Sunday, July 27, 2008

Boot Buster Ridge--Best Hike Ever!

Saturday, July 26. I had been watching the penultimate stage of the Tour de France at my sister's house and didn't arrive in Cle Elum until nearly 11am. By the time I got packed up and drove the 40 minutes to the North Fork of the Teanaway, it was a little after noon. The trailhead parking lot, just west of the Beverly Creek campground, had 8 or 9 vehicles as the Koppen Mountain hike had just been featured in the Seattle PI as Karen Sykes' hike of the week. I figured most of the people I might meet on the trail would be on there way back down by now and once I got to the top, I'd have the whole ridge to myself.

The trail starts out flat enough and was cool and shady as it paralleled a small creek surrounded by tall trees. Some very early blueberries were out, indicating how warm the early summer has been. And Karen was right about the abundance of flowers on this trail--at all elevations they were absolutely astounding, both in quantity and variety. Indeed, I don't recall any hike east of the Cascades where flowering plants and shrubs were so prevalent. After a couple miles and a couple easy crossings of the creek, the trail starts up, at first in easy traverses still shaded by trees, later becoming steeper switchbacks, more open, dusty and hot. As the trail tops out views to the north and east become expansive and feature the Stuart Range and the dry, rolling hills towards Ellensburg and the Columbia River.

After all the hiking I had done in this region, I was thrilled to be on the west end of this particular ridge. The ridge itself runs 6 or 7 miles in a semi-circular configuration and my plan was to follow the ridgeline itself roughly to its eastern terminus, where I had been before, and then to take a different trail back to the car, making about a 12 or 13 mile loop. The first few miles on top were an absolute delight, as I followed a rough trail which had sidetrails to the various mini-peaks in the area, many of them in the 5500' range, all with fantastic views in every direction, including to the south where Mt Rainier would have been visible, but for the high clouds that had begun to roll in.

It was an ideal ramble with nice warm weather, plenty of wildflowers and views and no other hikers, giving me a wonderful sense of solitude and isolation and great photo opportunities. I had gone a few miles along an ever diminishing climbers' trail and started to get concerned that I hadn't run into the main trail that would lead me to the junction for the loop trail back to the car. I suddenly realized that it was very late in the day, nearly 4pm and I was getting a little concerned about the time. Here I was in the middle of nowhere and if I had to backtrack it would be nearly 11 miles back to the car. I used my best instincts to head in what I thought was the right direction, but was really starting to second-guess myself, thinking that somehow I missed the cutoff trail. I was also running short of water and food. I was getting a little paranoid--funny how your mind plays tricks on you.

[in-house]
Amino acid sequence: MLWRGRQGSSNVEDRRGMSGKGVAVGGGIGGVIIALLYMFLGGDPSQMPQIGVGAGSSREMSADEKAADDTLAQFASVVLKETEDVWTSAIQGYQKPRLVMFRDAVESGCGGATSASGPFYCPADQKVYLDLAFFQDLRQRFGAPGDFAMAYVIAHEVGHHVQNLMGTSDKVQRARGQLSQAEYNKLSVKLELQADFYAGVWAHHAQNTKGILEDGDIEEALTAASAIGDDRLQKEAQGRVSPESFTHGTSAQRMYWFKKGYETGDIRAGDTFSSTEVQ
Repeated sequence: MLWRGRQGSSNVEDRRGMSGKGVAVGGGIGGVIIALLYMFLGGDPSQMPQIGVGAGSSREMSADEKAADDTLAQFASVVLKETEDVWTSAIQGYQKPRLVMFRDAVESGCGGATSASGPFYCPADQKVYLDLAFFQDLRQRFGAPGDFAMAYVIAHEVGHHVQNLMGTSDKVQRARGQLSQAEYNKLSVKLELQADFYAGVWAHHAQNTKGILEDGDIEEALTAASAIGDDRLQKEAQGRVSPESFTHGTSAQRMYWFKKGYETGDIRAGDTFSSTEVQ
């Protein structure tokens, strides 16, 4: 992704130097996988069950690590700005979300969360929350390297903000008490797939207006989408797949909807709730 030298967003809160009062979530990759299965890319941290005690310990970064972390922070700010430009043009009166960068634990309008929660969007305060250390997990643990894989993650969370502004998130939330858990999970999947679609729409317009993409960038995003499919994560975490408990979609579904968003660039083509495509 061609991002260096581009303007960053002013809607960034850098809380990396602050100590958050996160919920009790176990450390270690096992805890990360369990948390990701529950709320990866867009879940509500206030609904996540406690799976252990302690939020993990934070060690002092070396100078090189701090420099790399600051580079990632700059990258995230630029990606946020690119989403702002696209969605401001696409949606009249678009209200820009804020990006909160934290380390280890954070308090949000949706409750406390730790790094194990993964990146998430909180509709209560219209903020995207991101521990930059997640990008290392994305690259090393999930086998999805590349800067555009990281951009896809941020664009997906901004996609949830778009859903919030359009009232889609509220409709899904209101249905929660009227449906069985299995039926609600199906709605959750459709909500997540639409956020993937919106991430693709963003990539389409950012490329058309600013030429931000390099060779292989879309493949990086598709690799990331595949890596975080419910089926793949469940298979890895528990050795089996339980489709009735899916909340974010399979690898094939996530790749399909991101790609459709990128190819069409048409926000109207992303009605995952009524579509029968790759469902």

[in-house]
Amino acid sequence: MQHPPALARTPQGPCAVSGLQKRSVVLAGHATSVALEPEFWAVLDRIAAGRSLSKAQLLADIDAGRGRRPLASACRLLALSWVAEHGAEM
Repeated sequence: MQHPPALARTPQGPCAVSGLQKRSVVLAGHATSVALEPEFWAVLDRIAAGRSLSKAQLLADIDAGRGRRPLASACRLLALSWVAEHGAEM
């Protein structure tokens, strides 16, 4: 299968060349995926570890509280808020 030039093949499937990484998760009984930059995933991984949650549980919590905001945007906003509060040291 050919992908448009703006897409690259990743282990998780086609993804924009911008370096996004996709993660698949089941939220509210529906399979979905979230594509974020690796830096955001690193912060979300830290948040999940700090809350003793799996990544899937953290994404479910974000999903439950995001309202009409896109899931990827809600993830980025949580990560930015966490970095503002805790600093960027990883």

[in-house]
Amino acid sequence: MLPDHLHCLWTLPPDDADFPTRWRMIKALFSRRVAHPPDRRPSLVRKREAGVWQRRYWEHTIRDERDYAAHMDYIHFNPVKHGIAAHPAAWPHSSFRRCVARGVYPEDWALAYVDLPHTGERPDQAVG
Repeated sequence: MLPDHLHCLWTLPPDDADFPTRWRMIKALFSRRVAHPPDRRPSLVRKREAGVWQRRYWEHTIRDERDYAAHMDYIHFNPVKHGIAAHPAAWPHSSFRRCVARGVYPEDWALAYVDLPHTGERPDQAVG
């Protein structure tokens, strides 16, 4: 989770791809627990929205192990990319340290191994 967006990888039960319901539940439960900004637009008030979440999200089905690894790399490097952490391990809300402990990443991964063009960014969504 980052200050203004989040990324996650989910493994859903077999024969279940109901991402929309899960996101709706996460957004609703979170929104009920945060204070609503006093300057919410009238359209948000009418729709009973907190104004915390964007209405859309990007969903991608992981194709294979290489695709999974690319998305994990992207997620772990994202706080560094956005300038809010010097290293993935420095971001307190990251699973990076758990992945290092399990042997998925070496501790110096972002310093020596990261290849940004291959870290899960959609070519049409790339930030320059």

I started walking faster and vowed I'd go just another half hour and if I didn't run into familiar ground I would turn back. Just as I reached that limit I sensed the trail was starting to look a little more used and then I saw signs of recent trail maintenance and finally was confident that I was on a main trail, though I wasn't positive which one it was.

Sure enough, half hour later I came to the sought after junction with the Jungle Creek trail, where I had been many times before. I was now in a very good mental state, knowing where I was and that I would be back to the car well before dark. And to top things off, just as I was finishing my last PowerBar, I heard a rustling noise behind and as I turned, expecting to see a mule deer, I caught a glimpse of a fairly good-sized bear, in full retreat mode, running into the gulley just south of me. What a thrill! Hadn't seen a bear while hiking for nearly 20 years.

The four miles back to the car were mostly steep switchback amidst long, late afternoon shadows. I got back to the car at about 645pm, having been on the move for over 6 hours with very few breaks. Highlights of the trip were how strong I felt after such a long hike and so much elevation gain (over 3500'), the solitude, the anxious thrill of being way off-trail, and of course, spotting the bear. Downsides were the inaccuracy of my GPS, blisters on my big toes, not quite enough water and the breaking down of my precious Vasque boots on top of the ridge, giving this post its title.

1 comment:

Anonymous said...

I do not EVER want to see a bear, of any kind, out in the woods. Not at any distance, period. Beautiful pictures in the picasa album. I'm glad you made it out off the ridge. SB.